The First Word

By Pahoua Hoffman

The Citizens League, like good government, thrives on public trust

In any new job, it takes time to understand the inner workings of an organization and how it impacts the community. Nearly a year after I started my work as policy director at the Citizens League it became clear to me—after attending many listening sessions with longtime members and reading old reports on—that our organization’s core business is (and always has been) as much about earning public trust as it is about developing policy.

In 1951, concerned men and women who wanted a better-functioning local government organized to study other municipalities around the country. With rare exceptions, they found that where there was responsible and responsive leadership there was also an active and informed citizenry. Enthused by what they learned and what might be possible in Minnesota, the cohort held “fireside” meetings to galvanize support for a citizen-led organization devoted to helping local and county governments function more efficiently, effectively, and equitably.

On February 14, 1952, nearly 200 people attended a meeting at which they unanimously voted to organize the Citizens League as a nonprofit organization that would be “completely and absolutely nonpartisan, concerned only with presenting the public with facts upon which each citizen may reach an intelligent decision.” Since then, we’ve organized our work around the idea that when invested community members work together they routinely come up with the best way to address their common problems.

“Organizations that work to transcend the day’s political litmus tests and backbiting represent our best hope.”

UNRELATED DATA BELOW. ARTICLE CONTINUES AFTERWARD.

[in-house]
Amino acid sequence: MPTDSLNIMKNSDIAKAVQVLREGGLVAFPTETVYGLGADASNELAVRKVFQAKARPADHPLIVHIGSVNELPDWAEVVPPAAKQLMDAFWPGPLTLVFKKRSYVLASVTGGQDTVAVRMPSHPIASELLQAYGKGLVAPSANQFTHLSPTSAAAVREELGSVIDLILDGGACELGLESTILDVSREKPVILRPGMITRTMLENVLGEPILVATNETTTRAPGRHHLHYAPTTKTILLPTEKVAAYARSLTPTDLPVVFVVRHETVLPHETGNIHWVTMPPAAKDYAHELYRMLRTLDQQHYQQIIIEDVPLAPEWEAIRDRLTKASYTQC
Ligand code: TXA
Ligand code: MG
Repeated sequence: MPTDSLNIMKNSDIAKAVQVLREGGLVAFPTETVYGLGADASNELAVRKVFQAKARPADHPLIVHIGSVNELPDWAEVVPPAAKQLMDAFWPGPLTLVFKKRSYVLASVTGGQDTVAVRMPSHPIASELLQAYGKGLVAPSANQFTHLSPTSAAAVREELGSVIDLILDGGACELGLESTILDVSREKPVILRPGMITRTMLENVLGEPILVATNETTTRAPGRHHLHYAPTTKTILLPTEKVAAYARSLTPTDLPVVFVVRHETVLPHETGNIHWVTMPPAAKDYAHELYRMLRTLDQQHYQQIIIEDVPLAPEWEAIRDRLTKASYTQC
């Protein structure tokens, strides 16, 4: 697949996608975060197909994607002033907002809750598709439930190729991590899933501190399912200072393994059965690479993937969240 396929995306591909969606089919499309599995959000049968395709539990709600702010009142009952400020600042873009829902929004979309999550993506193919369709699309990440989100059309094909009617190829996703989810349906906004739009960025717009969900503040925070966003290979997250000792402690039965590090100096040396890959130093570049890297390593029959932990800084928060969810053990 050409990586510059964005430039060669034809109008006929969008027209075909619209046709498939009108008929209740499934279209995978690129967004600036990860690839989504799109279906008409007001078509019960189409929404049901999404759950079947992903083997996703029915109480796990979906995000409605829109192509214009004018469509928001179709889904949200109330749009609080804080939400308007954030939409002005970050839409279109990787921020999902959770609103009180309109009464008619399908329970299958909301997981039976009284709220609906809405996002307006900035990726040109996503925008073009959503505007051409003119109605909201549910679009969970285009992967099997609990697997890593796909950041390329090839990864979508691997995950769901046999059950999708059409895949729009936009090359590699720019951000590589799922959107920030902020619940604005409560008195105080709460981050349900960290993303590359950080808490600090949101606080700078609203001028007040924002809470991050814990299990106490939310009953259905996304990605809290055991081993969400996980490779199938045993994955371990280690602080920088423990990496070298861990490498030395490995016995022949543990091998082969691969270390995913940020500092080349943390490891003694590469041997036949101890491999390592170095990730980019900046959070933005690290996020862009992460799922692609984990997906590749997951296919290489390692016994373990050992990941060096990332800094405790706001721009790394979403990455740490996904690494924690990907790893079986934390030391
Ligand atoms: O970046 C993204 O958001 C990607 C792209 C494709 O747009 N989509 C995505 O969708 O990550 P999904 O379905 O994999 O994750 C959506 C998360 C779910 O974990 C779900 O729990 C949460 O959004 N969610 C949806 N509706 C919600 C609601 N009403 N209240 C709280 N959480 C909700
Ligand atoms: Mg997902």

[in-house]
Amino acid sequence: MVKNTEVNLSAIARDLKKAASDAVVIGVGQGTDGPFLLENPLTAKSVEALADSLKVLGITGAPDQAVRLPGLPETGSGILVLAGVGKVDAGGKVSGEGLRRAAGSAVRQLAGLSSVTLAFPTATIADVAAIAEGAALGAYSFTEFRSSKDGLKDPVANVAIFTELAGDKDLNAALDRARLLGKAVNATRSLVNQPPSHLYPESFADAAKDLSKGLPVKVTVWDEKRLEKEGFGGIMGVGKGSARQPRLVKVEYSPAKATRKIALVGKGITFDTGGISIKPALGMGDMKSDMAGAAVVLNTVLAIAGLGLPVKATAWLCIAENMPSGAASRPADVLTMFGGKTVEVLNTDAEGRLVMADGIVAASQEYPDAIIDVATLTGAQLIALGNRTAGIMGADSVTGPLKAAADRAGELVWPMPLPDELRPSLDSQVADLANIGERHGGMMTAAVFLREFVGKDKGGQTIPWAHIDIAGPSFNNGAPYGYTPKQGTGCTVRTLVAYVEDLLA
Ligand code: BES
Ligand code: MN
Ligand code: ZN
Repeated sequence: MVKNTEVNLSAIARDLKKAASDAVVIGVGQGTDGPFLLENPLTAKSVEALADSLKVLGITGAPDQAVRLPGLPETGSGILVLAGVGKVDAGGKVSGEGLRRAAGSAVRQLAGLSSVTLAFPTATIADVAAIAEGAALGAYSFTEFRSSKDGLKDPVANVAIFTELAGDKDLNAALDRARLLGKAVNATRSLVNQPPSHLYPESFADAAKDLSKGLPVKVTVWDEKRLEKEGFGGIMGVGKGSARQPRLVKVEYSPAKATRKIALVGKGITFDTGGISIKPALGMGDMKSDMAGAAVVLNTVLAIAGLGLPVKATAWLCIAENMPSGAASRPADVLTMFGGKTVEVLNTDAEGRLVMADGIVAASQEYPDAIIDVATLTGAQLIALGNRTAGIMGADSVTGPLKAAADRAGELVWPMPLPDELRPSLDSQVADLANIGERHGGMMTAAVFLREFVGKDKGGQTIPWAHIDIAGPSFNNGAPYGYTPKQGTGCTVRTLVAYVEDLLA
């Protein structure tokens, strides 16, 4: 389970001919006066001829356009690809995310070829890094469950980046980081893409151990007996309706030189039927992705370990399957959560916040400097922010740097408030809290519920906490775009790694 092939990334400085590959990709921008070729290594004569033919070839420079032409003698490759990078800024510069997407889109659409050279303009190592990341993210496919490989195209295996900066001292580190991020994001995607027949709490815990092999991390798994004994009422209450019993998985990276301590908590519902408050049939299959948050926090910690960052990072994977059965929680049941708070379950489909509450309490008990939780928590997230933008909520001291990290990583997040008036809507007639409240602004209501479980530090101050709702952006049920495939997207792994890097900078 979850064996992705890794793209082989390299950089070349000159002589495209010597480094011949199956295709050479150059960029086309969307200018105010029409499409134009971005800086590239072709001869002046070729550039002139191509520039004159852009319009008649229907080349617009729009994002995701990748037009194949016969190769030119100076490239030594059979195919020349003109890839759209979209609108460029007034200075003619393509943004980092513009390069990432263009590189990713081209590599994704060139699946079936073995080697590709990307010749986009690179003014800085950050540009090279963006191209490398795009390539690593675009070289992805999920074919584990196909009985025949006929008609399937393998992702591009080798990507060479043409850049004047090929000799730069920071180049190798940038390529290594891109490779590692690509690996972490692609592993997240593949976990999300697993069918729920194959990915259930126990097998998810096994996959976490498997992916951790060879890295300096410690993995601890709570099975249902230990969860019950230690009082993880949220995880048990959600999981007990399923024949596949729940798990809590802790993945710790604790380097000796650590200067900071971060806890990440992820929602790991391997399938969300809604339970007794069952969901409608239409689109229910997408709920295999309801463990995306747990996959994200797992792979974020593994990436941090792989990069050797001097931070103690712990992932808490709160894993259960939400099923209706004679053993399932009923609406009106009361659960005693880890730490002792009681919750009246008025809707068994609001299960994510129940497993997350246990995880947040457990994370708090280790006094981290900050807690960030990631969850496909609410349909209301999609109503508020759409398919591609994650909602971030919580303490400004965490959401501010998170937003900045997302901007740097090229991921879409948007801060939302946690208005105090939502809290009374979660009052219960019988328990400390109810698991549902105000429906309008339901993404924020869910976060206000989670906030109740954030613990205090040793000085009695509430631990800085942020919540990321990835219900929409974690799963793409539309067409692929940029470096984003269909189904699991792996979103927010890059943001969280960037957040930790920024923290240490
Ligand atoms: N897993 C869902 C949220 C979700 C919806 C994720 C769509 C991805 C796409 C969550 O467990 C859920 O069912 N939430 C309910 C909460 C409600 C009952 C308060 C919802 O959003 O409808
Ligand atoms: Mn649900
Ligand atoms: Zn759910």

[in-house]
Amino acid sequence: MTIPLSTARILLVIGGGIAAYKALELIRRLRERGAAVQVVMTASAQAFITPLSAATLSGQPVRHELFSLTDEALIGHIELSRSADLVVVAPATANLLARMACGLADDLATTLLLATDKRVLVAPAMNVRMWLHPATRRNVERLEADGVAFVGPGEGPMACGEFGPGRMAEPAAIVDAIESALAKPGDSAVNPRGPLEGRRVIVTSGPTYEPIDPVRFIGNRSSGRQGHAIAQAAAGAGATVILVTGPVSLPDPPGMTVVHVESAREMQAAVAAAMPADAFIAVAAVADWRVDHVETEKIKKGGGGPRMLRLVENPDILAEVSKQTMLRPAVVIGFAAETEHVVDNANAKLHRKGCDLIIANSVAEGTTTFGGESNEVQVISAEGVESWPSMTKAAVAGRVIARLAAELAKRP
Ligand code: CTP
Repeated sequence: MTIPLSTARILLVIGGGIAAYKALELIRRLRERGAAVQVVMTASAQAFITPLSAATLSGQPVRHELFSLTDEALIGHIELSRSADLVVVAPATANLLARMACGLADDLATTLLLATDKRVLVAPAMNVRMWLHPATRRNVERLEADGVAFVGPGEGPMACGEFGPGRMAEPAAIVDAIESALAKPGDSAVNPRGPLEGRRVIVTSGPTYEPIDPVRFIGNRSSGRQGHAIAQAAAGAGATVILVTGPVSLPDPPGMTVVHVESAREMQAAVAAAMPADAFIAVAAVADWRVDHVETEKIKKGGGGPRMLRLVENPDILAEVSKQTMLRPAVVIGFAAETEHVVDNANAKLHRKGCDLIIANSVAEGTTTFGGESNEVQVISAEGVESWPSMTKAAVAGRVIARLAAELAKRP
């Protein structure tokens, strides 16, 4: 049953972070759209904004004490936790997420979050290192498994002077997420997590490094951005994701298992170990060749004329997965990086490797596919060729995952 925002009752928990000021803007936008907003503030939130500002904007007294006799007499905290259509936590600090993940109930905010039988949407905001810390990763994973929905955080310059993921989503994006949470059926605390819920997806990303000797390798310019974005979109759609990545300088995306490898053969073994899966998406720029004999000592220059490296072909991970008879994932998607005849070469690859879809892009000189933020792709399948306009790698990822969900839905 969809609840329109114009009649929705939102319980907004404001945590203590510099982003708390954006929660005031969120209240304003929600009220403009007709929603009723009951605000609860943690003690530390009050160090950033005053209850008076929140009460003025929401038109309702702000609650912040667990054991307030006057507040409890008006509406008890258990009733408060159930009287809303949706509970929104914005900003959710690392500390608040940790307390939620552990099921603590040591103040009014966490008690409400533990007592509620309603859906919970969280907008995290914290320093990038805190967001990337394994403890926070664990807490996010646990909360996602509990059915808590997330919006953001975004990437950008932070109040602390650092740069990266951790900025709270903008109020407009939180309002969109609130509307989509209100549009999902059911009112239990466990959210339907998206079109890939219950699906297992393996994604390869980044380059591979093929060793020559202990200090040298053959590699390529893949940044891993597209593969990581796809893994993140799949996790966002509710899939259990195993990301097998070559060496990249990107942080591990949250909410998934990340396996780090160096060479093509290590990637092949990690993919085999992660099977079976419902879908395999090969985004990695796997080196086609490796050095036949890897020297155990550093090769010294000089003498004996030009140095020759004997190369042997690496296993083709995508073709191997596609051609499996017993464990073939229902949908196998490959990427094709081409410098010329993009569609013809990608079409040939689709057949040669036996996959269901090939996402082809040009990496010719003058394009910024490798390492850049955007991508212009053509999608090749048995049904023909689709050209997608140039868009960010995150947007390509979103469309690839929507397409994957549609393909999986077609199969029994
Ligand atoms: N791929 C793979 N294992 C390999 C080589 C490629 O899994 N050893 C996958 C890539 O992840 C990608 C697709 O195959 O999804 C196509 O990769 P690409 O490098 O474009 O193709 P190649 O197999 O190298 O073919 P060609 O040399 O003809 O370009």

When my parents and I arrived in the United States as refugees from Laos in 1976, it was ordinary people and trusted institutions that helped my family get established. Growing up, I was surrounded by individuals who were committed to serving others and doing their part for the common good. Having fled a country that did not want them, my parents were very serious about studying for their citizenship exams, taking turns asking each other the anticipated questions. In 1986, my father proudly shared a letter he had received from then U.S. Representative Martin Olav Sabo, who had provided assistance on a passport matter. He could not believe that a busy congress member would take time to help him. A year before Rep. Sabo passed away, I had the opportunity to recount this story to him directly when he attended a Citizens League meeting I’d organized.

Over the past decade, increased political and social polarization has conspired to erode the people’s confidence in its public institutions. According to Pew Research Center data gathered from 1958 to 2017, trust in government remains at or near historically low levels across generational, racial, and ethnic lines. This distrust has trickled down into our daily lives. Instead of banding together to come up with the best ways to move forward, we too often surrender to cynicism, cutting ourselves off from commonsense solutions and out-of-the-box ideas.

Citizens League Voice is a quarterly print publication that is delivered to our members. If you’re interested in supporting quality conversation on the issues that impact Minnesotans, join the Citizens League today. All members receive Voice in their mailbox each quarter.

This is particularly concerning because there is a growing list of pressing issues—education, health care, transportation—that affect all of us, regardless of political affiliation. And we’re going to need a reenergized civic infrastructure to respond to challenges such as the achievement gap, the needs of an aging population, and a shrinking workforce.

All of this is why, as I begin my work as the Citizens League’s new executive director, I’ve chosen to focus first and foremost on our roots. We know that effective governance and a healthy society require that concerned members of the public and their elected representatives be presented with unbiased, comprehensive data and a diversity of informed opinion. We know that the public good requires smart public policy. And we know that organizations that work to transcend the day’s political litmus tests and backbiting represent our best hope.

I hope that you, our members and future members, will also find that the Citizens League’s mission, exemplified by our 65-year history and illuminated in the pages of this magazine, is as important today as it’s ever been. Together, we can help rebuild the public’s trust in its institutions and in the public itself.

Pahoua Hoffman was appointed executive director by the Citizens League board of directors on December 6, 2017. [email protected]